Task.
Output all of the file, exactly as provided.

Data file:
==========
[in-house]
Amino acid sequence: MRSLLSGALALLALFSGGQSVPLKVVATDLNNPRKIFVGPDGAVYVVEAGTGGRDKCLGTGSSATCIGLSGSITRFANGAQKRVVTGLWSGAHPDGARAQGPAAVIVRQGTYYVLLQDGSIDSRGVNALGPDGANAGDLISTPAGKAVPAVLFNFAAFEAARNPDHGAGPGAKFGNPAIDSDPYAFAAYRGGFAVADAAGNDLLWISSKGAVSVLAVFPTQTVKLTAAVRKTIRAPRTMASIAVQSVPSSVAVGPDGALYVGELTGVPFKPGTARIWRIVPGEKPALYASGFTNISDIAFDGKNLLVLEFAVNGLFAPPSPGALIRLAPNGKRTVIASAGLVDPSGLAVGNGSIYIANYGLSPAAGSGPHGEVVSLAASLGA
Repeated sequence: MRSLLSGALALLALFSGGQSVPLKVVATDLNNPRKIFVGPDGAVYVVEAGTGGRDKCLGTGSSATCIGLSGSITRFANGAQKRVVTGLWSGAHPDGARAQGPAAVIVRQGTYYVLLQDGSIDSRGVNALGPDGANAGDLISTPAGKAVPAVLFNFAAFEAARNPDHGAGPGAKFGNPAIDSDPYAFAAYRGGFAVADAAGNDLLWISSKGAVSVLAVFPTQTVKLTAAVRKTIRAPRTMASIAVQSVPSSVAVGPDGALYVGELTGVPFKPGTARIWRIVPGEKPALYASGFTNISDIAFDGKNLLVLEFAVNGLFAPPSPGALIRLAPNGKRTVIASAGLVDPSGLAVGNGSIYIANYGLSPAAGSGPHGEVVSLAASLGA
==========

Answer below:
[in-house]
Amino acid sequence: MRSLLSGALALLALFSGGQSVPLKVVATDLNNPRKIFVGPDGAVYVVEAGTGGRDKCLGTGSSATCIGLSGSITRFANGAQKRVVTGLWSGAHPDGARAQGPAAVIVRQGTYYVLLQDGSIDSRGVNALGPDGANAGDLISTPAGKAVPAVLFNFAAFEAARNPDHGAGPGAKFGNPAIDSDPYAFAAYRGGFAVADAAGNDLLWISSKGAVSVLAVFPTQTVKLTAAVRKTIRAPRTMASIAVQSVPSSVAVGPDGALYVGELTGVPFKPGTARIWRIVPGEKPALYASGFTNISDIAFDGKNLLVLEFAVNGLFAPPSPGALIRLAPNGKRTVIASAGLVDPSGLAVGNGSIYIANYGLSPAAGSGPHGEVVSLAASLGA
Repeated sequence: MRSLLSGALALLALFSGGQSVPLKVVATDLNNPRKIFVGPDGAVYVVEAGTGGRDKCLGTGSSATCIGLSGSITRFANGAQKRVVTGLWSGAHPDGARAQGPAAVIVRQGTYYVLLQDGSIDSRGVNALGPDGANAGDLISTPAGKAVPAVLFNFAAFEAARNPDHGAGPGAKFGNPAIDSDPYAFAAYRGGFAVADAAGNDLLWISSKGAVSVLAVFPTQTVKLTAAVRKTIRAPRTMASIAVQSVPSSVAVGPDGALYVGELTGVPFKPGTARIWRIVPGEKPALYASGFTNISDIAFDGKNLLVLEFAVNGLFAPPSPGALIRLAPNGKRTVIASAGLVDPSGLAVGNGSIYIANYGLSPAAGSGPHGEVVSLAASLGA